"History from below” is usually an effort at social history seen through statistics and figures. Our guest this week, Emma Rothschild, takes a different approach in her new book, An Infinite History: The Story of a Family in France Over Three Centuries, by recounting a vast narrative at times resembling a period novel. What does this story tell us about the events that transpired, about the nature of time and history, and about what should matter to us today in an increasingly atomized world?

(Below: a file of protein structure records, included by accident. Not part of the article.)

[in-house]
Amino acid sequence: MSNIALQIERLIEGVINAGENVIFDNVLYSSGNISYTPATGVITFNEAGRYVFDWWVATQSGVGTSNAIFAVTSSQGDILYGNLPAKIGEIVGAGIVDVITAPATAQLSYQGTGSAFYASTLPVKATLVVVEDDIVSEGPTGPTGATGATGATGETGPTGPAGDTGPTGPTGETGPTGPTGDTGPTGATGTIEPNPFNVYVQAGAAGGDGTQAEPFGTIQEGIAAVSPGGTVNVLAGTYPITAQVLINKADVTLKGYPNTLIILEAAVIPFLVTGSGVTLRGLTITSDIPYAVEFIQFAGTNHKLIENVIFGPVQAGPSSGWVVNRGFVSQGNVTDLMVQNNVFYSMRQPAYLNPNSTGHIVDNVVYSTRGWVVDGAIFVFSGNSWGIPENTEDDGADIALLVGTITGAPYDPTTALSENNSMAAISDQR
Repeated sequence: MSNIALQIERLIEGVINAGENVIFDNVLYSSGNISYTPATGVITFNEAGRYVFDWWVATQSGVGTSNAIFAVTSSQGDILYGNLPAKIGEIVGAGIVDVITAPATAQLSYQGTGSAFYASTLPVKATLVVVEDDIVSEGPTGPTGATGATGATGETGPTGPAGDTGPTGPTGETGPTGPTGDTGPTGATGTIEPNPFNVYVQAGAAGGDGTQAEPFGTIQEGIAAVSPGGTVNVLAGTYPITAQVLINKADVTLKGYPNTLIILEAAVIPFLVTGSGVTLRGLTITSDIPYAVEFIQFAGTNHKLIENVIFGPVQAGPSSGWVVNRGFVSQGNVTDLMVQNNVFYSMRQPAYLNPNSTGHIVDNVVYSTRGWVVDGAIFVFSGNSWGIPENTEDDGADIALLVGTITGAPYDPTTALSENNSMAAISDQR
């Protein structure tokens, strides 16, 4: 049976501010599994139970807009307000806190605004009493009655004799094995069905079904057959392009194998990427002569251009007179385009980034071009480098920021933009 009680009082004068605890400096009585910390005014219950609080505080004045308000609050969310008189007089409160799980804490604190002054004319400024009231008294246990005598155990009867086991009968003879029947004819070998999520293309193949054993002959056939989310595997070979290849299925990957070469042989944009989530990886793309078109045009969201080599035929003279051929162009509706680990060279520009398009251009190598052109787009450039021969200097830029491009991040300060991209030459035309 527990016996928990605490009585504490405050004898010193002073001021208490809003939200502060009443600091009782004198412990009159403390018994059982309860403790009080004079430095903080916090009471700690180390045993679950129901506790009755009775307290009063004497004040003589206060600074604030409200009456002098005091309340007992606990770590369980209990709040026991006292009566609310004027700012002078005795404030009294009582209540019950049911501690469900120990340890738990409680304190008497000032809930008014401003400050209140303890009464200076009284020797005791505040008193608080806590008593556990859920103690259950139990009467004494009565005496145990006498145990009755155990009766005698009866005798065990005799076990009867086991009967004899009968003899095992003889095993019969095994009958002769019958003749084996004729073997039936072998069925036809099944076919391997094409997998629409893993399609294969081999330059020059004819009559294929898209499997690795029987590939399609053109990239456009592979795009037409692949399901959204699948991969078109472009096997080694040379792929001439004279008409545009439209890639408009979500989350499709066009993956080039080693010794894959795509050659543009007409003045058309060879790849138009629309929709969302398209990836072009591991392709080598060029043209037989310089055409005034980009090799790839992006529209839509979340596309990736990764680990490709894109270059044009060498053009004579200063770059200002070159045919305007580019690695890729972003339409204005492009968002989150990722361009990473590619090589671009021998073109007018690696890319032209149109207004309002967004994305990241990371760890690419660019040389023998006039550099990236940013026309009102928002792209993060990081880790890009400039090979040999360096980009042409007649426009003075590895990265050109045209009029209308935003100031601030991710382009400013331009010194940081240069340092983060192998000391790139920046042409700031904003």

Why is it that some small countries do so well at tackling large, difficult problems that trip up their larger competitors? R. James Breiding joins host Richard Aldous to discuss his new book Too Small To Fail: Why Some Small Nations Outperform Larger Ones and How They Are Reshaping the
An unassuming high-school dropout, the son of Holocaust survivors, Bob Gersony became the U.S. government’s most intrepid researcher and reporter, a humanitarian icon who never lost sight of the importance of reconciling values with national interests. Bestselling author Robert D. Kaplan joins Richard Aldous to discuss human rights,